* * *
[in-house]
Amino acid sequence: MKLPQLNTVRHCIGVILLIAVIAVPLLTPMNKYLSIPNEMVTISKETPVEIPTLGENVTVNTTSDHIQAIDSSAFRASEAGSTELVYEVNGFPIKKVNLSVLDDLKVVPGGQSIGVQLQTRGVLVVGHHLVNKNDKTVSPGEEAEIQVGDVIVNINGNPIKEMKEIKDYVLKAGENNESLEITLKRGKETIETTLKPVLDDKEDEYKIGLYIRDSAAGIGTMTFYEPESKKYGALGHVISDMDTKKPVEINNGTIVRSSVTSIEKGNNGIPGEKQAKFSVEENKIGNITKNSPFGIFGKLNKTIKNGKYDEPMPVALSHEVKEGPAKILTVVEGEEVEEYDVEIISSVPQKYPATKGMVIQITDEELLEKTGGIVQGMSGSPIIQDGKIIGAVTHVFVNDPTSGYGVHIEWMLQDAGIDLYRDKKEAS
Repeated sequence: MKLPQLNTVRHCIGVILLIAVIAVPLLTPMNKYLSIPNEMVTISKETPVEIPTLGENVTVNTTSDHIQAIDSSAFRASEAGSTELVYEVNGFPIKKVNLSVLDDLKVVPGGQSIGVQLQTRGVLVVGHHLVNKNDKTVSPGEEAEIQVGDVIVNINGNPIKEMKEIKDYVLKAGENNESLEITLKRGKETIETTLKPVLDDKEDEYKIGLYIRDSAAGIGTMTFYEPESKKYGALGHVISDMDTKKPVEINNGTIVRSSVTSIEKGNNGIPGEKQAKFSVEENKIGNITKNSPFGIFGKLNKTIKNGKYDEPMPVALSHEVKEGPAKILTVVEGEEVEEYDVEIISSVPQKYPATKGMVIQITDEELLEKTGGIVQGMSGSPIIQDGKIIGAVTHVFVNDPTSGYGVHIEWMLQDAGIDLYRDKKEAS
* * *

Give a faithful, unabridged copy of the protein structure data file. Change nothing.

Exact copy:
[in-house]
Amino acid sequence: MKLPQLNTVRHCIGVILLIAVIAVPLLTPMNKYLSIPNEMVTISKETPVEIPTLGENVTVNTTSDHIQAIDSSAFRASEAGSTELVYEVNGFPIKKVNLSVLDDLKVVPGGQSIGVQLQTRGVLVVGHHLVNKNDKTVSPGEEAEIQVGDVIVNINGNPIKEMKEIKDYVLKAGENNESLEITLKRGKETIETTLKPVLDDKEDEYKIGLYIRDSAAGIGTMTFYEPESKKYGALGHVISDMDTKKPVEINNGTIVRSSVTSIEKGNNGIPGEKQAKFSVEENKIGNITKNSPFGIFGKLNKTIKNGKYDEPMPVALSHEVKEGPAKILTVVEGEEVEEYDVEIISSVPQKYPATKGMVIQITDEELLEKTGGIVQGMSGSPIIQDGKIIGAVTHVFVNDPTSGYGVHIEWMLQDAGIDLYRDKKEAS
Repeated sequence: MKLPQLNTVRHCIGVILLIAVIAVPLLTPMNKYLSIPNEMVTISKETPVEIPTLGENVTVNTTSDHIQAIDSSAFRASEAGSTELVYEVNGFPIKKVNLSVLDDLKVVPGGQSIGVQLQTRGVLVVGHHLVNKNDKTVSPGEEAEIQVGDVIVNINGNPIKEMKEIKDYVLKAGENNESLEITLKRGKETIETTLKPVLDDKEDEYKIGLYIRDSAAGIGTMTFYEPESKKYGALGHVISDMDTKKPVEINNGTIVRSSVTSIEKGNNGIPGEKQAKFSVEENKIGNITKNSPFGIFGKLNKTIKNGKYDEPMPVALSHEVKEGPAKILTVVEGEEVEEYDVEIISSVPQKYPATKGMVIQITDEELLEKTGGIVQGMSGSPIIQDGKIIGAVTHVFVNDPTSGYGVHIEWMLQDAGIDLYRDKKEAS